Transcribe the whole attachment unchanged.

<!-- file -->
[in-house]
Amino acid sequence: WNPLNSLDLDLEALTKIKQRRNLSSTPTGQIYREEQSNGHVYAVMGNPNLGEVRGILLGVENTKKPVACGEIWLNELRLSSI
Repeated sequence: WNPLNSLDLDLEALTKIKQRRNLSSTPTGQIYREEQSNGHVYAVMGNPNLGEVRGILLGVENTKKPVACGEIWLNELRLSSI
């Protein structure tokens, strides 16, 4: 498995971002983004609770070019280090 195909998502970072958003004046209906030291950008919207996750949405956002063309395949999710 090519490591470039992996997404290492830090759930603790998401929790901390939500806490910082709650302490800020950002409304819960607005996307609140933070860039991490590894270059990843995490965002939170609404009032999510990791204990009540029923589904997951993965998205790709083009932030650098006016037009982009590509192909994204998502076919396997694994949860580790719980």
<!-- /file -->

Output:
[in-house]
Amino acid sequence: WNPLNSLDLDLEALTKIKQRRNLSSTPTGQIYREEQSNGHVYAVMGNPNLGEVRGILLGVENTKKPVACGEIWLNELRLSSI
Repeated sequence: WNPLNSLDLDLEALTKIKQRRNLSSTPTGQIYREEQSNGHVYAVMGNPNLGEVRGILLGVENTKKPVACGEIWLNELRLSSI
């Protein structure tokens, strides 16, 4: 498995971002983004609770070019280090 195909998502970072958003004046209906030291950008919207996750949405956002063309395949999710 090519490591470039992996997404290492830090759930603790998401929790901390939500806490910082709650302490800020950002409304819960607005996307609140933070860039991490590894270059990843995490965002939170609404009032999510990791204990009540029923589904997951993965998205790709083009932030650098006016037009982009590509192909994204998502076919396997694994949860580790719980």